•    The role of various consumer organizations in this regard needs to be given more attention. Their allegations against the supplement manufacturers are firstly that their products have few or no positive health effects but many negative effects, and that these products are grossly over-priced. Yet manufacturers who do not also produce pharmaceutical drugs are tiny companies compared to the pharmaceutical giants whose vast profits are only questioned when they attempt to charge standard prices for supplying anti-retrovirals to Aids patients in developing countries. Why should the minnows be attacked so constantly? What are the motives of the consumerist critics? Why have they so consistently opposed what is probably the most exciting example of consumer action in recent history, namely the attempts to take control over one’s health?

•    It is interesting to note that the European regulators are now taking such a soft and accommodating line with herbs, to the extent that there are general expressions of appreciation for the considered and helpful European approach, following initial concern about how far the regulations would go in banning a wide range of herbs. Has this anything to do with the fact that in Germany, one of our key European partners, an estimated 90 per cent of the population take medically-prescribed and over-the-counter herbs? Good luck to them. It is a pity that UK consumers have not the same dedication to guarding their interests in having access to supplements.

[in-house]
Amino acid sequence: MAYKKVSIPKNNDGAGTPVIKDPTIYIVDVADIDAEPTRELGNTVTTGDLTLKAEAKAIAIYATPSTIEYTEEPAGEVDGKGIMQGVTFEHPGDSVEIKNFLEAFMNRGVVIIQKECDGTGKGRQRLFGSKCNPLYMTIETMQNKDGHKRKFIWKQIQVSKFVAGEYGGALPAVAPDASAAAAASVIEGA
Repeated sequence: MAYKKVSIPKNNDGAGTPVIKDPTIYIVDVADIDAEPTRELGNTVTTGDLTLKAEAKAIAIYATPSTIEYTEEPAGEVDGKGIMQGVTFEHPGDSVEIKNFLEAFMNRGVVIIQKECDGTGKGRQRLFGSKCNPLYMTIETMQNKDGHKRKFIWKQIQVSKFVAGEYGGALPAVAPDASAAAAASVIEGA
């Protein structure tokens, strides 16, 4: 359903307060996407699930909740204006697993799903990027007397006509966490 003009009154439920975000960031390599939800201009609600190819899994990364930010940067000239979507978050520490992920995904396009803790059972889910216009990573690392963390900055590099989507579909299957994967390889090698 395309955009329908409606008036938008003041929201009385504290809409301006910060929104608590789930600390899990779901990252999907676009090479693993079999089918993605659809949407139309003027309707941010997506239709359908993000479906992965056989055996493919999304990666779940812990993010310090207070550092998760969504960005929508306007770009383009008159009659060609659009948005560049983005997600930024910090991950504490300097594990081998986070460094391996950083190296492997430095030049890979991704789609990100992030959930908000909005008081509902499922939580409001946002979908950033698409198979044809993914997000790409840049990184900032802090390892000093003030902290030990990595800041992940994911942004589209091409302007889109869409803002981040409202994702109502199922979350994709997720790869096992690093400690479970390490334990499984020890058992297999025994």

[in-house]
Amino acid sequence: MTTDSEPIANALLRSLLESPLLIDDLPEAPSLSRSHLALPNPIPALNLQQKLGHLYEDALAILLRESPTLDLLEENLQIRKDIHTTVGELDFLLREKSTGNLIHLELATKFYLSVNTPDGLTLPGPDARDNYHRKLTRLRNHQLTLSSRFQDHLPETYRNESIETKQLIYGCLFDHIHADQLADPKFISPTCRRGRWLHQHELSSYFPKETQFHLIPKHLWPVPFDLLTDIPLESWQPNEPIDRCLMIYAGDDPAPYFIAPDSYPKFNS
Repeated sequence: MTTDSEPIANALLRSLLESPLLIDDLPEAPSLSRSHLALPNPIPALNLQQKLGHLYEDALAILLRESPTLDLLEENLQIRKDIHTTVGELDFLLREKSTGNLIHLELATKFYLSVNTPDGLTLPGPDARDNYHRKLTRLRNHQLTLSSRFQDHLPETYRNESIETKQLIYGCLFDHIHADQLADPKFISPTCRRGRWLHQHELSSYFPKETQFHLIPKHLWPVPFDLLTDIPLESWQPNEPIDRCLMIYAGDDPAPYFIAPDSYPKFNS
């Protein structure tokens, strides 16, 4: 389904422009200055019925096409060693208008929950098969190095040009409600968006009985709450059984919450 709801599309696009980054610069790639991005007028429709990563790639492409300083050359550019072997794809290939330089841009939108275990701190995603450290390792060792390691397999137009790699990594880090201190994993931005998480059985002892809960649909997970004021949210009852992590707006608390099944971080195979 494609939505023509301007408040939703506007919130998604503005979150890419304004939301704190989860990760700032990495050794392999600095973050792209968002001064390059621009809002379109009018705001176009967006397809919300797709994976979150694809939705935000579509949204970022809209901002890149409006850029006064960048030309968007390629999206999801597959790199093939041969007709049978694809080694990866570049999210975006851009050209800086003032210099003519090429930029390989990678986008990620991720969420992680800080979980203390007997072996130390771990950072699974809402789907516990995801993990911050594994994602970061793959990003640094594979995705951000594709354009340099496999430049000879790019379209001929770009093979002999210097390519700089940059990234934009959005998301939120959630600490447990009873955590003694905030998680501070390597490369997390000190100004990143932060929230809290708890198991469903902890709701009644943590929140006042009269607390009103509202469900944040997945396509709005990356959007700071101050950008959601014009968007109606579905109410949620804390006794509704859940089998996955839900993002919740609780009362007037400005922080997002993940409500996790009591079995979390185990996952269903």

No doubt others could add more background factors to the above list. There are organizations already in existence aiming to do something about the threat to our supplements, including the European Scientific Advisory Group (a successor to the Vitamin B6 Scientific Task Group) and the Health Freedom Movement, and one wishes them well. But to succeed, protest movements need strong focused action, as there was over the attempt to limit B6 to 10mg pills (a proposal which has again appeared within the proposed new European Directive).

The problem with opposing the new regulations is that they are so wide-ranging that they offer no clear targets. It is a brilliant strategy.

The European regulators and our own Government and scientific committees can point to concerns about a few supplements as ‘typical’ of the reasons for caution about thousands of other supplements whose safety has never been doubted. Winning the scientific argument on those few supplements (with limited evidence) is used as blanket justification for the wholesale control of supplements and reduction of their intakes to insignificant levels.